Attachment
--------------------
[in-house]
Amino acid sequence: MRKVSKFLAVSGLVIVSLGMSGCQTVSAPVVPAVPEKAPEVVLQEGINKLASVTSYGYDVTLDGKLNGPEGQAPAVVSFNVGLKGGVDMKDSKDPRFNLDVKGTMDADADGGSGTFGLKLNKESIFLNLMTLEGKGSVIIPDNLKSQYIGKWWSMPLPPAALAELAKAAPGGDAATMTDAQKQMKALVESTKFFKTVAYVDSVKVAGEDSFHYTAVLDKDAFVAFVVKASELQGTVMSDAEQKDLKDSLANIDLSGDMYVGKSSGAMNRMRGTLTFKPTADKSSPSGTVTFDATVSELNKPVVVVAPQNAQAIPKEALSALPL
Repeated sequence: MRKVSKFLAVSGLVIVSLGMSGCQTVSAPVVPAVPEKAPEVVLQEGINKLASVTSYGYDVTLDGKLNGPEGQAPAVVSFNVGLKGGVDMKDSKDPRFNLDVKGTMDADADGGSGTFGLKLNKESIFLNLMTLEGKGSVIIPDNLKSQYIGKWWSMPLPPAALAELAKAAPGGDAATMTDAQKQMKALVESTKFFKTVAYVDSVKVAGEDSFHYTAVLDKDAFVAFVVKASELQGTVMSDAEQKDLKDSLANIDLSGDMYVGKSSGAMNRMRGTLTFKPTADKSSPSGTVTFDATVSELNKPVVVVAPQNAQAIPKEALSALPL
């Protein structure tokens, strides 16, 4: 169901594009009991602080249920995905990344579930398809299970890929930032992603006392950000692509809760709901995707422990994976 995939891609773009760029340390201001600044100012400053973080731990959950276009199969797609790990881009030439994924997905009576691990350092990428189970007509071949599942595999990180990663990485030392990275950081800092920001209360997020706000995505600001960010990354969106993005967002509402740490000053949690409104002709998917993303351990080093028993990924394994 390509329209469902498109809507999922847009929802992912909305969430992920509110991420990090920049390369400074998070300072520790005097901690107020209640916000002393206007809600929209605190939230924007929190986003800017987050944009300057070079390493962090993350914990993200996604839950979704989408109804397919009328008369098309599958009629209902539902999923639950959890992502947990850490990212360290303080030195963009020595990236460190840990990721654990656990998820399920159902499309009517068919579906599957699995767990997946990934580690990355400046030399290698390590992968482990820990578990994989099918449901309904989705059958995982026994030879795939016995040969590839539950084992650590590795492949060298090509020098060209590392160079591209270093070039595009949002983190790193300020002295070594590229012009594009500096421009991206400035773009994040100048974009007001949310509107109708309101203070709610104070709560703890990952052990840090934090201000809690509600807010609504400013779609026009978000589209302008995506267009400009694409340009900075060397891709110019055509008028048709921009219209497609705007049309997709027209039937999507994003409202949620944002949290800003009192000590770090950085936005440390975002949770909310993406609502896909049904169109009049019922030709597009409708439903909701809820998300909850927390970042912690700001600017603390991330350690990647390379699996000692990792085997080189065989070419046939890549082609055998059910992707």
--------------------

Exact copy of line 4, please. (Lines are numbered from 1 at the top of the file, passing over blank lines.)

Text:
């Protein structure tokens, strides 16, 4: 169901594009009991602080249920995905990344579930398809299970890929930032992603006392950000692509809760709901995707422990994976 995939891609773009760029340390201001600044100012400053973080731990959950276009199969797609790990881009030439994924997905009576691990350092990428189970007509071949599942595999990180990663990485030392990275950081800092920001209360997020706000995505600001960010990354969106993005967002509402740490000053949690409104002709998917993303351990080093028993990924394994 390509329209469902498109809507999922847009929802992912909305969430992920509110991420990090920049390369400074998070300072520790005097901690107020209640916000002393206007809600929209605190939230924007929190986003800017987050944009300057070079390493962090993350914990993200996604839950979704989408109804397919009328008369098309599958009629209902539902999923639950959890992502947990850490990212360290303080030195963009020595990236460190840990990721654990656990998820399920159902499309009517068919579906599957699995767990997946990934580690990355400046030399290698390590992968482990820990578990994989099918449901309904989705059958995982026994030879795939016995040969590839539950084992650590590795492949060298090509020098060209590392160079591209270093070039595009949002983190790193300020002295070594590229012009594009500096421009991206400035773009994040100048974009007001949310509107109708309101203070709610104070709560703890990952052990840090934090201000809690509600807010609504400013779609026009978000589209302008995506267009400009694409340009900075060397891709110019055509008028048709921009219209497609705007049309997709027209039937999507994003409202949620944002949290800003009192000590770090950085936005440390975002949770909310993406609502896909049904169109009049019922030709597009409708439903909701809820998300909850927390970042912690700001600017603390991330350690990647390379699996000692990792085997080189065989070419046939890549082609055998059910992707």